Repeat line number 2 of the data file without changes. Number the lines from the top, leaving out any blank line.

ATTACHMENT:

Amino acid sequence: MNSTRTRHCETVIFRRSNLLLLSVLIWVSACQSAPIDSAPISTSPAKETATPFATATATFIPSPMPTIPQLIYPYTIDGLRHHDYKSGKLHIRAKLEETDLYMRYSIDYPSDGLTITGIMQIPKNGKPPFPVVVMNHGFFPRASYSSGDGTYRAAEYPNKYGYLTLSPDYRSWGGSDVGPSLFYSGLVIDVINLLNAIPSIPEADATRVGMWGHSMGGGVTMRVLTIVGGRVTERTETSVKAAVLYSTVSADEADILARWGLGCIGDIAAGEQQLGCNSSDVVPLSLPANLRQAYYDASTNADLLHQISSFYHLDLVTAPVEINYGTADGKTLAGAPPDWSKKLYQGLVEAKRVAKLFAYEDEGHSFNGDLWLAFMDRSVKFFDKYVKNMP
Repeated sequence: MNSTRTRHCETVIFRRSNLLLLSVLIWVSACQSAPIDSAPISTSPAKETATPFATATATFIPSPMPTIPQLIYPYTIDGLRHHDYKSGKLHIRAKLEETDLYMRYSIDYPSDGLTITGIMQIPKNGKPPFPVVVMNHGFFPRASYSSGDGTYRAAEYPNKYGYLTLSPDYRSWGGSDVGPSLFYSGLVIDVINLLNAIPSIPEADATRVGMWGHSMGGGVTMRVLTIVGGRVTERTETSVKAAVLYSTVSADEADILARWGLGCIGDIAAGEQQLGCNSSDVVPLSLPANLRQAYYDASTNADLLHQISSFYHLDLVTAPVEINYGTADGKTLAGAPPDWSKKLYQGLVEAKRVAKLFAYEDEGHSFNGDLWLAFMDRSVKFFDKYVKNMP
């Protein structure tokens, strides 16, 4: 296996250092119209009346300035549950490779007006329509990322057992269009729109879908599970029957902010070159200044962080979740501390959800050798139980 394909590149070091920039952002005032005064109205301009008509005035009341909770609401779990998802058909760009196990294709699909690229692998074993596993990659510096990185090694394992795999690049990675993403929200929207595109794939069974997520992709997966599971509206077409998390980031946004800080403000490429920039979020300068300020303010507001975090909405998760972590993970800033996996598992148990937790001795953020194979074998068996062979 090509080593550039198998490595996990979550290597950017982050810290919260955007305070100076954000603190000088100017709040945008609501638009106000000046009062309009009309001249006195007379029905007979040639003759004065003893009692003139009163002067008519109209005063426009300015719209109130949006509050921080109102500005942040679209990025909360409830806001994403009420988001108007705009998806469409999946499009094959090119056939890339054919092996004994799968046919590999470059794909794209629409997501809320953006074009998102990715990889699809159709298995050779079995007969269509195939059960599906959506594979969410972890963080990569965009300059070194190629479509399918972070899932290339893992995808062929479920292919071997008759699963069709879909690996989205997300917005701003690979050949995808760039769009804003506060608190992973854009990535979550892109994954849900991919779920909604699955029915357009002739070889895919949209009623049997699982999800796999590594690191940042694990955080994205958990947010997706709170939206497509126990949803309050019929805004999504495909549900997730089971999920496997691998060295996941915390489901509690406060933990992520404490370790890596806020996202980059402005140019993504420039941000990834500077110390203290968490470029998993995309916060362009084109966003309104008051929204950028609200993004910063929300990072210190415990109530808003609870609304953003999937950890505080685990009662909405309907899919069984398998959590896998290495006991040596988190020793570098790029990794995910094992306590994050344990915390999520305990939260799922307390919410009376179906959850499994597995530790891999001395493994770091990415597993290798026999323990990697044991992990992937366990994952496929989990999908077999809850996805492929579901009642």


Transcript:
Repeated sequence: MNSTRTRHCETVIFRRSNLLLLSVLIWVSACQSAPIDSAPISTSPAKETATPFATATATFIPSPMPTIPQLIYPYTIDGLRHHDYKSGKLHIRAKLEETDLYMRYSIDYPSDGLTITGIMQIPKNGKPPFPVVVMNHGFFPRASYSSGDGTYRAAEYPNKYGYLTLSPDYRSWGGSDVGPSLFYSGLVIDVINLLNAIPSIPEADATRVGMWGHSMGGGVTMRVLTIVGGRVTERTETSVKAAVLYSTVSADEADILARWGLGCIGDIAAGEQQLGCNSSDVVPLSLPANLRQAYYDASTNADLLHQISSFYHLDLVTAPVEINYGTADGKTLAGAPPDWSKKLYQGLVEAKRVAKLFAYEDEGHSFNGDLWLAFMDRSVKFFDKYVKNMP